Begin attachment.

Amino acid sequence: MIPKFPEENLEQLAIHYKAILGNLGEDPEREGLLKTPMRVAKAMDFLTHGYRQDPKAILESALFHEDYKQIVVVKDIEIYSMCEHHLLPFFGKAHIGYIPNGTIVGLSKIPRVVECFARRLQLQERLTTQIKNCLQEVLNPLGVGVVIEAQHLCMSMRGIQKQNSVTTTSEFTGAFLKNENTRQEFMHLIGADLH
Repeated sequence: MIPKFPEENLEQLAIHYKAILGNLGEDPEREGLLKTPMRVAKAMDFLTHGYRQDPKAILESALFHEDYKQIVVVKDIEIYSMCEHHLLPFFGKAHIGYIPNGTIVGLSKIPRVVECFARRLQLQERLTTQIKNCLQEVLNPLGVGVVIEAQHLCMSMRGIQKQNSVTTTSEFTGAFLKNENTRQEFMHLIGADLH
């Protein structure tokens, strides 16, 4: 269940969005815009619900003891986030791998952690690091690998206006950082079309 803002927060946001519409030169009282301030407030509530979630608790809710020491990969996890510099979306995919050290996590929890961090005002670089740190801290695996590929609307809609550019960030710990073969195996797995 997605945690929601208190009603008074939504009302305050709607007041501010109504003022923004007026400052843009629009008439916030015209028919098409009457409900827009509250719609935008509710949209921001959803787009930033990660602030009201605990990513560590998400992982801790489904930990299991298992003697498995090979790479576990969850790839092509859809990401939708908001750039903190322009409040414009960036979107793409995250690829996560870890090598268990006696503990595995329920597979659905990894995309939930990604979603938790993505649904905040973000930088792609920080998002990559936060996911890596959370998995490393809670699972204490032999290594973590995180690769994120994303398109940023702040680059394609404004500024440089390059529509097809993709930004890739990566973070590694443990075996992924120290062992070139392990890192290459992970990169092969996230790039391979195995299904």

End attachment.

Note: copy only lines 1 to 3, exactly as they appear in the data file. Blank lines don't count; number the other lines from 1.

Amino acid sequence: MIPKFPEENLEQLAIHYKAILGNLGEDPEREGLLKTPMRVAKAMDFLTHGYRQDPKAILESALFHEDYKQIVVVKDIEIYSMCEHHLLPFFGKAHIGYIPNGTIVGLSKIPRVVECFARRLQLQERLTTQIKNCLQEVLNPLGVGVVIEAQHLCMSMRGIQKQNSVTTTSEFTGAFLKNENTRQEFMHLIGADLH
Repeated sequence: MIPKFPEENLEQLAIHYKAILGNLGEDPEREGLLKTPMRVAKAMDFLTHGYRQDPKAILESALFHEDYKQIVVVKDIEIYSMCEHHLLPFFGKAHIGYIPNGTIVGLSKIPRVVECFARRLQLQERLTTQIKNCLQEVLNPLGVGVVIEAQHLCMSMRGIQKQNSVTTTSEFTGAFLKNENTRQEFMHLIGADLH
């Protein structure tokens, strides 16, 4: 269940969005815009619900003891986030791998952690690091690998206006950082079309 803002927060946001519409030169009282301030407030509530979630608790809710020491990969996890510099979306995919050290996590929890961090005002670089740190801290695996590929609307809609550019960030710990073969195996797995 997605945690929601208190009603008074939504009302305050709607007041501010109504003022923004007026400052843009629009008439916030015209028919098409009457409900827009509250719609935008509710949209921001959803787009930033990660602030009201605990990513560590998400992982801790489904930990299991298992003697498995090979790479576990969850790839092509859809990401939708908001750039903190322009409040414009960036979107793409995250690829996560870890090598268990006696503990595995329920597979659905990894995309939930990604979603938790993505649904905040973000930088792609920080998002990559936060996911890596959370998995490393809670699972204490032999290594973590995180690769994120994303398109940023702040680059394609404004500024440089390059529509097809993709930004890739990566973070590694443990075996992924120290062992070139392990890192290459992970990169092969996230790039391979195995299904």